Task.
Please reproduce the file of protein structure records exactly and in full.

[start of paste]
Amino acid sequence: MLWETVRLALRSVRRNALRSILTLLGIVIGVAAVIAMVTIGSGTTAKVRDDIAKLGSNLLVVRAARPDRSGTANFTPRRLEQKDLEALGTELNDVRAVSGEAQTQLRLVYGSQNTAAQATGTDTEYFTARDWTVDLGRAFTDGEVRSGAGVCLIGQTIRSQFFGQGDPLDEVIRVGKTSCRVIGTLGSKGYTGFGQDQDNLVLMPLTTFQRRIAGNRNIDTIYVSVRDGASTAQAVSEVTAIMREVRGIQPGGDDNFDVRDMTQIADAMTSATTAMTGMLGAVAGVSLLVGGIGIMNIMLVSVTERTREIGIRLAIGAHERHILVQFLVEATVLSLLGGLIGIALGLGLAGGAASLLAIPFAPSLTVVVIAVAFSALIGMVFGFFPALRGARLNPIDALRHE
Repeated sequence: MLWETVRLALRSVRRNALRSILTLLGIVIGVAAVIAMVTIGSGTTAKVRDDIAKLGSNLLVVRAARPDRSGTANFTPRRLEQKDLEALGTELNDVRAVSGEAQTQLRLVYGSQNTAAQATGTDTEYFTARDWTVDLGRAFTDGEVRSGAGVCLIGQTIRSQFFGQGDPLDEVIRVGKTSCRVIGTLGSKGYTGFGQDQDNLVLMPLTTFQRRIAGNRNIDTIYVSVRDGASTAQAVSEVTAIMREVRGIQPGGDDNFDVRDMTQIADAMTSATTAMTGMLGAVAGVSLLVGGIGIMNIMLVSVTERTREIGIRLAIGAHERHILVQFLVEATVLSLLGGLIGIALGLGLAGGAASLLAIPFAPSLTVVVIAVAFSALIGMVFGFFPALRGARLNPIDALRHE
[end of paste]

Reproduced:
Amino acid sequence: MLWETVRLALRSVRRNALRSILTLLGIVIGVAAVIAMVTIGSGTTAKVRDDIAKLGSNLLVVRAARPDRSGTANFTPRRLEQKDLEALGTELNDVRAVSGEAQTQLRLVYGSQNTAAQATGTDTEYFTARDWTVDLGRAFTDGEVRSGAGVCLIGQTIRSQFFGQGDPLDEVIRVGKTSCRVIGTLGSKGYTGFGQDQDNLVLMPLTTFQRRIAGNRNIDTIYVSVRDGASTAQAVSEVTAIMREVRGIQPGGDDNFDVRDMTQIADAMTSATTAMTGMLGAVAGVSLLVGGIGIMNIMLVSVTERTREIGIRLAIGAHERHILVQFLVEATVLSLLGGLIGIALGLGLAGGAASLLAIPFAPSLTVVVIAVAFSALIGMVFGFFPALRGARLNPIDALRHE
Repeated sequence: MLWETVRLALRSVRRNALRSILTLLGIVIGVAAVIAMVTIGSGTTAKVRDDIAKLGSNLLVVRAARPDRSGTANFTPRRLEQKDLEALGTELNDVRAVSGEAQTQLRLVYGSQNTAAQATGTDTEYFTARDWTVDLGRAFTDGEVRSGAGVCLIGQTIRSQFFGQGDPLDEVIRVGKTSCRVIGTLGSKGYTGFGQDQDNLVLMPLTTFQRRIAGNRNIDTIYVSVRDGASTAQAVSEVTAIMREVRGIQPGGDDNFDVRDMTQIADAMTSATTAMTGMLGAVAGVSLLVGGIGIMNIMLVSVTERTREIGIRLAIGAHERHILVQFLVEATVLSLLGGLIGIALGLGLAGGAASLLAIPFAPSLTVVVIAVAFSALIGMVFGFFPALRGARLNPIDALRHE